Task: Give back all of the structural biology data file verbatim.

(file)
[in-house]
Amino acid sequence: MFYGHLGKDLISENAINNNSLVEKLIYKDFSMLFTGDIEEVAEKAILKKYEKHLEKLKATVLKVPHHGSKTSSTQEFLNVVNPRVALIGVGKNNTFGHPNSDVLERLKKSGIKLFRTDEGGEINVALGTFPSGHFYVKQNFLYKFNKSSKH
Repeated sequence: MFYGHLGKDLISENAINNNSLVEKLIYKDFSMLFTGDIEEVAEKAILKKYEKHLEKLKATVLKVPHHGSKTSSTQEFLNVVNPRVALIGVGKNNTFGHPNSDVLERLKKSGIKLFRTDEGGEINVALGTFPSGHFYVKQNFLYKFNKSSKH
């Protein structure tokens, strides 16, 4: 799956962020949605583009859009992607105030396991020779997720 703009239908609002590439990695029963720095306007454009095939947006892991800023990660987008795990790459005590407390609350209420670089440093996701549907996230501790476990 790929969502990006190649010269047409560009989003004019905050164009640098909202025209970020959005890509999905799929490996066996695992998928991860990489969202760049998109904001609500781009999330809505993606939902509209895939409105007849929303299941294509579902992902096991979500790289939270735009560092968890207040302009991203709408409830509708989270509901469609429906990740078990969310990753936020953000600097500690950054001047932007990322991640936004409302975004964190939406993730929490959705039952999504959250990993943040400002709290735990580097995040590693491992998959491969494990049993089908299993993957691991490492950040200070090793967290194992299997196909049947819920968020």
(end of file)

[in-house]
Amino acid sequence: MFYGHLGKDLISENAINNNSLVEKLIYKDFSMLFTGDIEEVAEKAILKKYEKHLEKLKATVLKVPHHGSKTSSTQEFLNVVNPRVALIGVGKNNTFGHPNSDVLERLKKSGIKLFRTDEGGEINVALGTFPSGHFYVKQNFLYKFNKSSKH
Repeated sequence: MFYGHLGKDLISENAINNNSLVEKLIYKDFSMLFTGDIEEVAEKAILKKYEKHLEKLKATVLKVPHHGSKTSSTQEFLNVVNPRVALIGVGKNNTFGHPNSDVLERLKKSGIKLFRTDEGGEINVALGTFPSGHFYVKQNFLYKFNKSSKH
């Protein structure tokens, strides 16, 4: 799956962020949605583009859009992607105030396991020779997720 703009239908609002590439990695029963720095306007454009095939947006892991800023990660987008795990790459005590407390609350209420670089440093996701549907996230501790476990 790929969502990006190649010269047409560009989003004019905050164009640098909202025209970020959005890509999905799929490996066996695992998928991860990489969202760049998109904001609500781009999330809505993606939902509209895939409105007849929303299941294509579902992902096991979500790289939270735009560092968890207040302009991203709408409830509708989270509901469609429906990740078990969310990753936020953000600097500690950054001047932007990322991640936004409302975004964190939406993730929490959705039952999504959250990993943040400002709290735990580097995040590693491992998959491969494990049993089908299993993957691991490492950040200070090793967290194992299997196909049947819920968020």